• Goldberg, Jonah - Liberal Fascism
    • Herson, James - Tales from the Left Coast
    • Horowitz, David - Left Illusions; The Professors
    • Klein, Edward - The Truth about Hillary
    • Mnookin, Seth - Hard News: Twenty-one Brutal Months at The New York Times and How They Changed the American Media
    • Morris, Dick - Because He Could; Rewriting History
    • O'Beirne, Kate - Women Who Make the World Worse
    • Olson, Barbara - The Final Days: The Last, Desperate Abuses of Power by the Clinton White House
    • O'Neill, John - Unfit For Command
    • Piereson, James - Camelot and the Cultural Revolution: How the Assassination of John F. Kennedy Shattered American Liberalism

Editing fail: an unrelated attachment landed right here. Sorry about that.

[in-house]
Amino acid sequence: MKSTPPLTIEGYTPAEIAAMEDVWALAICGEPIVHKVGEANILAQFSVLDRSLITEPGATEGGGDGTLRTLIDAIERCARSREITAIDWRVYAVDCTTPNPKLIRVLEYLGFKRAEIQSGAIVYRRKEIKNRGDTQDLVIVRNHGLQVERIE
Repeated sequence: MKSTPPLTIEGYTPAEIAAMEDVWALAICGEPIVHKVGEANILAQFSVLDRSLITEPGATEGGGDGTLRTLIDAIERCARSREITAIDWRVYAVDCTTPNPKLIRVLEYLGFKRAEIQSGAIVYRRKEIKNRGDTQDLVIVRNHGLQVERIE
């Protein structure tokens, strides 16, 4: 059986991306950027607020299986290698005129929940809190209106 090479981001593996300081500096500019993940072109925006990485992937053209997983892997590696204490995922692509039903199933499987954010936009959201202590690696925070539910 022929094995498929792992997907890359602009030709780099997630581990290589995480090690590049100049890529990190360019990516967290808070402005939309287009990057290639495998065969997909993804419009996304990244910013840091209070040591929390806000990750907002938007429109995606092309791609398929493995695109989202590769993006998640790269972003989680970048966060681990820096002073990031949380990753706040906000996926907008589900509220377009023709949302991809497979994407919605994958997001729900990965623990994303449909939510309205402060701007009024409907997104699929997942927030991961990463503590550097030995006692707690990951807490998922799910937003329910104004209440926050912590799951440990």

• Prager, Dennis - Think A Second Time
    • Sharansky, Natan - The Case for Democracy
    • Stein, Ben - Can America Survive? The Rage of the Left, the Truth, and What to Do About It
    • Steyn, Mark - America Alone
    • Stephanopolous, George - All Too Human
    • Thomas, Clarence - My Grandfather's Son
    • Timmerman, Kenneth - Shadow Warriors
    • Williams, Juan - Enough: The Phony Leaders, Dead-End Movements, and Culture of Failure That Are Undermining Black America--and What We Can Do About It
    • Wright, Lawrence - The Looming Tower

Local Call to Meeting of Legislative Action Committee of Hopkins School District

Call to Hopkins school district’s Legislative Action Committee Meeting, January 27, 2011, 7 PM